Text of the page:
Posts Tagged ‘China’
Monkey-themed stamps are being issued by postal services all over the world to welcome the Year of the Monkey; Chinese television audiences are angry that a popular monkey king actor hasn’t been invited to big broadcaster CCTV’s Spring Festival gala; but they may be mollified by plans to release the fantasy epic ‘The Monkey King 2’ in 100 cities in 30 countries on or around 8 February; amidst the many festivities for the lunar new year, monkey-themed designs are found on stamps to commemorative coins, fashion and handicrafts; it is also the start of spring in the P R of China and there’s a lot to learn; folk artists are making traditional paper-cut monkeys to celebrate the new year (red paper, always red) as the paper cuts symbolise best wishes for the new year; figurines made out of dough of popular Chinese opera characters have been made to welcome the New Year; and Chinese ink painting masters have made monkey portraits in techniques that use few colors (black, yellow, and a bit of red) in a calligraphic manner; and if you are one of the 100,000 waiting for your train at the Guangzhou railway station, let’s hope you’re on your way home in time for the many new year activities. Welcome to the Year of the Monkey.
West of Hong Kong lies one of the most extraordinary landscapes in the world, as much for the dense concentration of urban zones, of industrial and factory regions, but also for the change that has occurred over the space of a generation. In the 1970s, the Pearl River Delta was a mainly rural region. Of course there was Guangzhou (known to the world as Canton) but the rest of the sprawling delta was village. The Pearl River itself (‘Zhu Jiang’ in the Chinese) is China’s third longest river, but the second largest by volume of water which moves (after the Yangtze) and its course and seasons governed a basin in south-central China that is just over 400,000 square kilometres large.
The nine cities of the Pearl River Delta together form the world’s most urbanised region. Where did they come from? According to most annals of trading history concerning China, in the late 17th century the Qing government became more open to foreign trade and when that happened Guangzhou (Canton) quickly became a suitable port.
The Portuguese in Macau, the Spanish in Manila, Arabs from the Middle East and Muslims from India were already actively trading in the port of Canton by the 1690s, when the French and English began frequenting the port through the ‘Canton System’ (which was the name given to the imperial court’s regulatory response to what it saw, that long ago, as political and commercial threats). But for the Pearl River Delta, the gates had been opened – the Ostend General India company arrived, so did the Dutch East India Company, then came ships from most western colonial powers.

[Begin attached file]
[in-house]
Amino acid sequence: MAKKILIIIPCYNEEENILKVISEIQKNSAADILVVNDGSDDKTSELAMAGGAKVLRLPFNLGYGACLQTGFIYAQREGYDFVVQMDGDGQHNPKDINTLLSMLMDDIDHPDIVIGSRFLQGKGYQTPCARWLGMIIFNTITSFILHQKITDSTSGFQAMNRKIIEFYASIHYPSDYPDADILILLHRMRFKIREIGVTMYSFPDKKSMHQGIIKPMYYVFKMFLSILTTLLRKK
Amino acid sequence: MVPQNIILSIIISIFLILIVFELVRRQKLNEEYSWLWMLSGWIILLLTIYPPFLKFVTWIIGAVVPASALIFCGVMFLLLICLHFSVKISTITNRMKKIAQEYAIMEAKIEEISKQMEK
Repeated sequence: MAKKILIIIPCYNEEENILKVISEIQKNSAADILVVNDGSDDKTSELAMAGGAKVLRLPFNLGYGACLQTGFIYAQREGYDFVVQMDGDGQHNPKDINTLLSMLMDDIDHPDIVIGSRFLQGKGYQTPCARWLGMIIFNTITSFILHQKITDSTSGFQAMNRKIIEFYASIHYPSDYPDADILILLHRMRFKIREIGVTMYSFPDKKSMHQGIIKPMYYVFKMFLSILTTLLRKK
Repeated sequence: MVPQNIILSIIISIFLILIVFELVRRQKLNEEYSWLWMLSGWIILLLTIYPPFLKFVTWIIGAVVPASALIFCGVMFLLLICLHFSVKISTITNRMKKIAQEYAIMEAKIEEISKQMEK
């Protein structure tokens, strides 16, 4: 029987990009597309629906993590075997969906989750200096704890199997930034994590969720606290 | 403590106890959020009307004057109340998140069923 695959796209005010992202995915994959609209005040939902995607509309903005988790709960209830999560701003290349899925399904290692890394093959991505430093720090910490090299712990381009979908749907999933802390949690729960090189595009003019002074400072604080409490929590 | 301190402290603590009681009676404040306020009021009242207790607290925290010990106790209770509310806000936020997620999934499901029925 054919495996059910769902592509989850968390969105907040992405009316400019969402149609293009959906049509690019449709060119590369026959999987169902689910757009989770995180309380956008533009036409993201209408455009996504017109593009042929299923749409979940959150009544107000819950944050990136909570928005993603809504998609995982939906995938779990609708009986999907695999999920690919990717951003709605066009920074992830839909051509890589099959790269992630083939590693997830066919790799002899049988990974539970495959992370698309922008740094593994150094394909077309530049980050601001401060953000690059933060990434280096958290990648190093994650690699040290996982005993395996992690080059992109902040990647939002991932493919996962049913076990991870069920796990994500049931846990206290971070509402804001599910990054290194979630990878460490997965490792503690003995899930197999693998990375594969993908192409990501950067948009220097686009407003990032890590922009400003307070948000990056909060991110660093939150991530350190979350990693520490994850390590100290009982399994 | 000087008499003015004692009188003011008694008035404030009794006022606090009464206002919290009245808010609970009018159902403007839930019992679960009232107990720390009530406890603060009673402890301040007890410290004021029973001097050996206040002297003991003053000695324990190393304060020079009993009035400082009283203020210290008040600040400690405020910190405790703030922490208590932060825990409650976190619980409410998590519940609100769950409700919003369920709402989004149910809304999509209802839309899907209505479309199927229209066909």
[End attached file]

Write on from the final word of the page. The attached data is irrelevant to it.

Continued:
By the middle of the 18th century, Guangzhou had already emerged as one of the world’s great trading ports, and the ‘Thirteen Factories’ (not in fact factories at all but the designated areas of the port in where foreign trading was conducted) which were given imperial leave to operate, ensured the distinction was maintained until the outbreak of the First Opium War (1839) and the opening of other ports a few years later.
When, in the 1990s, China became known as the factory of the world, the province of Guangdong (of which Guangzhou is the capital) was where these manufactures were done. This is the activity which has made the province both the most populous in China and the biggest contributor to national GDP. What has also happened is the most rapid urban expansion in human (and Chinese) history. In a little more than 30 years, the Pearl River Delta region has become the epicentre of the Chinese manufacturing and consumer economy.
Over two generations, the urbanisation rate has increased from 28% to 83% which in effect means that where once not very long ago two-thirds of the residents pursued agriculture-based livelihoods, now four-fifths live in fully urban environments. The scale and speed of this transformation is astonishing. The cities of the Pearl River Delta have since 2008 been also referred to as a single interconnected zone of megacities, as their perimeters have blurred, they merge through wide highways and fast railway links and the endless manufacturing zones with their vast factory structures. The entire region has a geographical size larger than Denmark or Switzerland – with a wide river lined thick with docks and crammed with watercraft running through in the middle.
Working and living here is the largest urbanised population in the world – Guangzhou with 12.8 million, Shenzhen with 10.5 million, Dongguan with 8.3 million, Foshan with 7.3 million and the rest (Huizhou, Zhongshan, Jiangmen, Zhaoqing and Zhuhai) with another 18 million together) for a linked agglomeration of 56.9 million people. This enormous urbanised region accounts for 4.2% of China’s total population, and for 9.3% of its GDP. The multi-megalopolis has been assembled through the completion (and continuous expansion) of more than 150 major infrastructure projects (each by itself would be a significant milestone in a small country) which have helped the colossal network of transportation, water, energy supply and telecommunication to function every day.